In summary, RHEA usually has severe lattice distortion due to the different atomic radii of the mixed elements. The lattice distortion leads to the formation of a non-uniform elastic strain field, which has a strong interaction with cracks during loading. Microcracks expand mainly along the weakest grain boundaries in the as-cast substrate RHEA and form continuous intergranular fractures during loading. The addition of appropriate elements to HEA induced the formation of a eutectic organization of solid solution and hard phases, and the advantages of the eutectic organization such as low energy phase interface, fine controlled organization, and good high-temperature creep resistance can improve the performance of HEAs. In this experiment, as the volume fraction of the FCC-MC phase increased with the increase in WC addition, the yield rate and compressive strength increased, and the high entropy effect and rapid cooling of the as-cast organization improved the high thermal stability of the phase and inhibited the generation of phase transformation. The strengthening mechanism of MoNbTa(WC) was mainly second-phase strengthening and boundary strengthening. For the W0.7 and W0.9 MoNbTa(WC) composite materials, the inhibition of crystal dislocation and crystal interface migration by the FCC-MC phase and the fine grain strengthening caused by the BCC phase can enhance the strength and reduce the plasticity of the material. Therefore, the appropriate amount of WC addition can improve the strength and plasticity of the composites at the same time. It can be seen from Figure 5 that the W0.7 and W0.9 added MoNbTa (WC) materials prepared in this study have excellent hetero-mechanical properties than conventional HEAs materials, which have promising applications in the field of high-temperature structural materials.

4. Conclusions

Here, we investigated the mechanical properties of MoNbTa(WC)x (x = 0.7 and 0.9) composites with lamellar eutectic structures during compression tests at 800 °C and 1200 °C.
The lamellar eutectic structures of MoNbTa(WC)0.9 composite consisted of Mo33.31Nb20.12Ta21.79W24.78 BCC phase, Mo8.09Nb21.34Ta26.83W7.26C36.49 FCC phase, and Mo4.30Nb37.04Ta19.97W1.89C36.80 α phase. The intensity of FCC diffraction peaks increased with the increase in WC addition. None of the diffraction peaks of the single element was detected in the XRD patterns, indicating severe lattice distortion in the MoNbTa(WC)x composites. Mo, W, Ta, and Nb were evenly distributed in the BCC phase. There was segregation of Nb, Ta, and C in the FCC and α phase. (MoNbTaW)2C (α phase) firstly separated from the liquid phase, and then decomposed into MoNbTaW (BCC phase) and (MoNbTaW)C (FCC phase).
The eutectic organization of the composites consisted of the BCC phase and eutectic phase. The fine lamellar eutectic organization consisted of the BCC phase and FCC phase, the FCC phase was enhanced with the increase in WC addition, the eutectic structure was formed by C doping, which increased the local lattice distortion and grain boundaries, and promoted the inter-dendritic segregation of FCC phase.
The plasticity of MoNbTa(WC)x was increased by about 10% compared to that of MoNbTaW (about 3%), and the strains were at break of 14.41% and 13.96% for W0.7 and W0.9, respectively. MoNbTa(WC)0.9 exhibited ultra-high true yield strength above 1.3 GPa and true fracture strain over 29% at 1200 °C.
MoNbTa(WC)0.7 and MoNbTa(WC)0.9 represented distinct strain hardening at the initial deformation stage at 1200 °C. At elevated temperatures, the strengthening mechanism was mainly second-phase strengthening and edge dislocation-mediated enhancement coming from atom size mismatch for the contribution of the other strengthening mechanism was weakened as the temperature was raised.

Author Contributions

Conceptualization, K.K. and X.W.; Methodology, K.K., Z.H., G.L. and Q.S.; Formal Analysis, L.Z.; Investigation, K.K., X.W., W.Z., P.L., Z.H. and G.L.; Writing—Original Draft Preparation, K.K.; Writing—Review and Editing, X.W. and P.L.; Supervision, Q.S. and L.Z.; Funding Acquisition, K.K., G.L. and L.Z. All authors have read and agreed to the published version of the manuscript.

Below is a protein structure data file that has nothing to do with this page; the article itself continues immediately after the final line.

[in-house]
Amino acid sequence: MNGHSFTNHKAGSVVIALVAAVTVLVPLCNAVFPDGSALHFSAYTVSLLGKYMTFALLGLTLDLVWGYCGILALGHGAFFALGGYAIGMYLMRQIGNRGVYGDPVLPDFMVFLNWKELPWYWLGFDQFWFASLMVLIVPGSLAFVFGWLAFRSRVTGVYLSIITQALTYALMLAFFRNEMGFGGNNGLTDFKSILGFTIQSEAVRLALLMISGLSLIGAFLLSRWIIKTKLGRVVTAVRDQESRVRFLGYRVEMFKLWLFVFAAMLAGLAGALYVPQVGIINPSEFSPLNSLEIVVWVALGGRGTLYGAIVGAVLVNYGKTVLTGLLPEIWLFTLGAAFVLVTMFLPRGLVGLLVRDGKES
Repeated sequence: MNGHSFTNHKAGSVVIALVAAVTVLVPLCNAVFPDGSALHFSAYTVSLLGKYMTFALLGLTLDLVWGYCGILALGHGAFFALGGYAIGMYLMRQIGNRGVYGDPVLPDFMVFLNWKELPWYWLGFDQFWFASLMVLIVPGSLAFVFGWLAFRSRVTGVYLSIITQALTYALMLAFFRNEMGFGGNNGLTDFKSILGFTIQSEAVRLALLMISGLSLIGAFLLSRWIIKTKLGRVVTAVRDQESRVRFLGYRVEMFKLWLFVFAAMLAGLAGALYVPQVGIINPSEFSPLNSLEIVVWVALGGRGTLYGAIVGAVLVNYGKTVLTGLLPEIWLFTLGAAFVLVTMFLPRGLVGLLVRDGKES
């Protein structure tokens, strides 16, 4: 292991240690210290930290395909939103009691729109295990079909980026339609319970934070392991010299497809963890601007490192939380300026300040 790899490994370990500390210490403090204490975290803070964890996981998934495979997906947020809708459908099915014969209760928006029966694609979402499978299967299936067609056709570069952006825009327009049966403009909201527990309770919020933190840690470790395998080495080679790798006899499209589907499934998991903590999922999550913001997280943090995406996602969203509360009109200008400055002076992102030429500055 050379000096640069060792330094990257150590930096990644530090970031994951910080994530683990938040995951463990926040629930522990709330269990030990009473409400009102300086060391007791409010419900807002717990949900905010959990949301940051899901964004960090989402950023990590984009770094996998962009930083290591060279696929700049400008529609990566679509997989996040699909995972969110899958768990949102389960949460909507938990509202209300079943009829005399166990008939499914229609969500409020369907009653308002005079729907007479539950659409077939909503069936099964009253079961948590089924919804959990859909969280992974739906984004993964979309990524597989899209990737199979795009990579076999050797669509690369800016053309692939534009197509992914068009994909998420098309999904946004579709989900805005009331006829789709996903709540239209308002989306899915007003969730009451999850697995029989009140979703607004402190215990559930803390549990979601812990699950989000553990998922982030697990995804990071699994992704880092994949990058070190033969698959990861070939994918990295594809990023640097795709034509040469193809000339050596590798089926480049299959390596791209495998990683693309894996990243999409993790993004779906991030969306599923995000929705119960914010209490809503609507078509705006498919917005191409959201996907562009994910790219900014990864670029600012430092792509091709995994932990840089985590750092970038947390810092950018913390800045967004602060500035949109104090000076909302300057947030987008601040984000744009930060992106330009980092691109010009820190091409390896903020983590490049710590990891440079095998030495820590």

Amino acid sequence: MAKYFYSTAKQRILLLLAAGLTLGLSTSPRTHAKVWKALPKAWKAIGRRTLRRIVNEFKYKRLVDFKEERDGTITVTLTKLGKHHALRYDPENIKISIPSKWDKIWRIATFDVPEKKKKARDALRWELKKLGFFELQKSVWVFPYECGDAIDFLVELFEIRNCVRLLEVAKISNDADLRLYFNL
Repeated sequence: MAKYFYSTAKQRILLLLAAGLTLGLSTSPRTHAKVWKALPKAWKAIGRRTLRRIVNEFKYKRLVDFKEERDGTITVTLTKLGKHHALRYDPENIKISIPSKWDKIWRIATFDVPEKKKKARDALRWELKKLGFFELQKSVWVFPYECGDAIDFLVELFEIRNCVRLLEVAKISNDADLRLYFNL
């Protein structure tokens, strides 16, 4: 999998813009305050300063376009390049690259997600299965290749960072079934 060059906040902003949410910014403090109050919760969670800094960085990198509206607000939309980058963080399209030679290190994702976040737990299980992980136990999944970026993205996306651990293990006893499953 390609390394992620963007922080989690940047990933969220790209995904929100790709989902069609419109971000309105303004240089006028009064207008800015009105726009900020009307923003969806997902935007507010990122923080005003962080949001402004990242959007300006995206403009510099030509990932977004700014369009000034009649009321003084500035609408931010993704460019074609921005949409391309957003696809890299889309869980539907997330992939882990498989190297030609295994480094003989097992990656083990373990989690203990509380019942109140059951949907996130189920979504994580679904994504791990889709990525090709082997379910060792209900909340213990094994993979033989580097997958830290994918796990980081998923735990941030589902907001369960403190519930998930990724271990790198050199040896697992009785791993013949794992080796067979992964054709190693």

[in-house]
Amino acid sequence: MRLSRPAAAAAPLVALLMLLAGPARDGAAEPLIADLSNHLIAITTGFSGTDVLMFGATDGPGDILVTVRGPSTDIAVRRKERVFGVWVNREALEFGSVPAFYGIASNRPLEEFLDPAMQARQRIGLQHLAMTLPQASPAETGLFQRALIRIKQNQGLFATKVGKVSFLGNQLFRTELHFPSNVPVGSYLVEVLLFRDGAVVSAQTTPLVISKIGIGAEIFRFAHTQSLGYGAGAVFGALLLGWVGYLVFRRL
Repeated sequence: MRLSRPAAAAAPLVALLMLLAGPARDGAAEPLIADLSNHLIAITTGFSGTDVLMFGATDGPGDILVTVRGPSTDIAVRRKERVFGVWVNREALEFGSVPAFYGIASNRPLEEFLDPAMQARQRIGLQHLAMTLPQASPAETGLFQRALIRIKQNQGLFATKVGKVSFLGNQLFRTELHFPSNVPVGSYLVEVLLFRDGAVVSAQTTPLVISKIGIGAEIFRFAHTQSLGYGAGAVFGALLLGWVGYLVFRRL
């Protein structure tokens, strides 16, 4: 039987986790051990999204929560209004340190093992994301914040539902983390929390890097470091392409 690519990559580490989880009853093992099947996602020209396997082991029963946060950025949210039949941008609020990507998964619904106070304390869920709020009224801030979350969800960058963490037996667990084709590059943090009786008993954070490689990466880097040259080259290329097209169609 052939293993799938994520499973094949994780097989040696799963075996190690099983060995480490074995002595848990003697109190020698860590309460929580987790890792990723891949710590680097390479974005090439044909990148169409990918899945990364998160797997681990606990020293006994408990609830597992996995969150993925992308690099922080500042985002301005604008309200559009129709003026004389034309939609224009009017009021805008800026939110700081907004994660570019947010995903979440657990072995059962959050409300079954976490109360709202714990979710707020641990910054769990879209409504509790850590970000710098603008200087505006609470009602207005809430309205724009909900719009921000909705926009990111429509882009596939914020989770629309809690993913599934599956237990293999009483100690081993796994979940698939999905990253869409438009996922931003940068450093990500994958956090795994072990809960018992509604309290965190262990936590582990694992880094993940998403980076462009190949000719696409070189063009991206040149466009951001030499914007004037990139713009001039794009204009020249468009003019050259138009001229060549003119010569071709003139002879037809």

This work was supported by the Guangdong Major Project of Basic and Applied Basic Research [No. 2021B0301030001], the National Key R&D Program of China (No. 2021YFB3802300), the National Natural Science Foundation of China (No. 51932006 and 52001115), the project National United Engineering Laboratory for Advanced Bearing Tribology, Henan University of Science and Technology (No. 202001), the postdoctoral research grant in Henan Province (No. 202101008), the financial supports from the Doctorial Foundation of the Henan University of Technology (No. 2019BS053), Backbone Young Teacher Foundation of Henan University of Science and Technology (No. 21420153), and Chaozhou Branch of Chemistry and Chemical Engineering Guangdong Laboratory (No. HJL202202A004).

Data Availability Statement

All data generated or analyzed during this study are included in this article.

Conflicts of Interest

The authors declare that they have no known competing financial interests or personal relationships that could have appeared to influence the work reported in this paper.


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Figure 1. XRD patterns of MoNbTa(WC)x composites.
Figure 1. XRD patterns of MoNbTa(WC)x composites.
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Figure 2. The (a,b) BSE images of W0.7 and W0.9 composites, respectively, and (c) bright-field TEM images of W0.7, (d,e) SAED patterns of BCC and FCC phase, respectively.
Figure 2. The (a,b) BSE images of W0.7 and W0.9 composites, respectively, and (c) bright-field TEM images of W0.7, (d,e) SAED patterns of BCC and FCC phase, respectively.
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Figure 3. The map scanning images of MoNbTa(WC)0.9 composite measured by EMPA.
Figure 3. The map scanning images of MoNbTa(WC)0.9 composite measured by EMPA.
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Figure 4. The true strain–stress curves of (a) W0.7 and (b) W0.9 at different temperatures, temperature dependences of yield strength, compressive strength, and fracture strain of (c) W0.7 and (d) W0.9.
Figure 4. The true strain–stress curves of (a) W0.7 and (b) W0.9 at different temperatures, temperature dependences of yield strength, compressive strength, and fracture strain of (c) W0.7 and (d) W0.9.
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Figure 5. Map of yield strength of various HEA matrix composites and RHEAs including W0.7 and W0.9 composites, the yield strength of which was true [8,9,23,25,26,28,29,30,31].
Figure 5. Map of yield strength of various HEA matrix composites and RHEAs including W0.7 and W0.9 composites, the yield strength of which was true [8,9,23,25,26,28,29,30,31].
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Table 2. The elemental composition of MoNbTa(WC)0.9 composite(at%).
Table 2. The elemental composition of MoNbTa(WC)0.9 composite(at%).
Phase StructureMoTaNbWC
Table 3. True compressive mechanical properties of the MoNbTa(WC)0.7 and MoNbTa(WC)0.9 at different temperatures.
Table 3. True compressive mechanical properties of the MoNbTa(WC)0.7 and MoNbTa(WC)0.9 at different temperatures.
CompositesT (°C)σ0.2 (MPa)σm (MPa)ε (%)
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Kang, K.; Wang, X.; Zhou, W.; Li, P.; Huang, Z.; Luo, G.; Shen, Q.; Zhang, L. Eutectic MoNbTa(WC)x Composites with Excellent Elevated Temperature Strength. Metals 2023, 13, 687.

AMA Style

Kang K, Wang X, Zhou W, Li P, Huang Z, Luo G, Shen Q, Zhang L. Eutectic MoNbTa(WC)x Composites with Excellent Elevated Temperature Strength. Metals. 2023; 13(4):687.

Chicago/Turabian Style

Kang, Kejia, Xiao Wang, Weibing Zhou, Peibo Li, Zihao Huang, Guoqiang Luo, Qiang Shen, and Lianmeng Zhang. 2023. "Eutectic MoNbTa(WC)x Composites with Excellent Elevated Temperature Strength" Metals 13, no. 4: 687.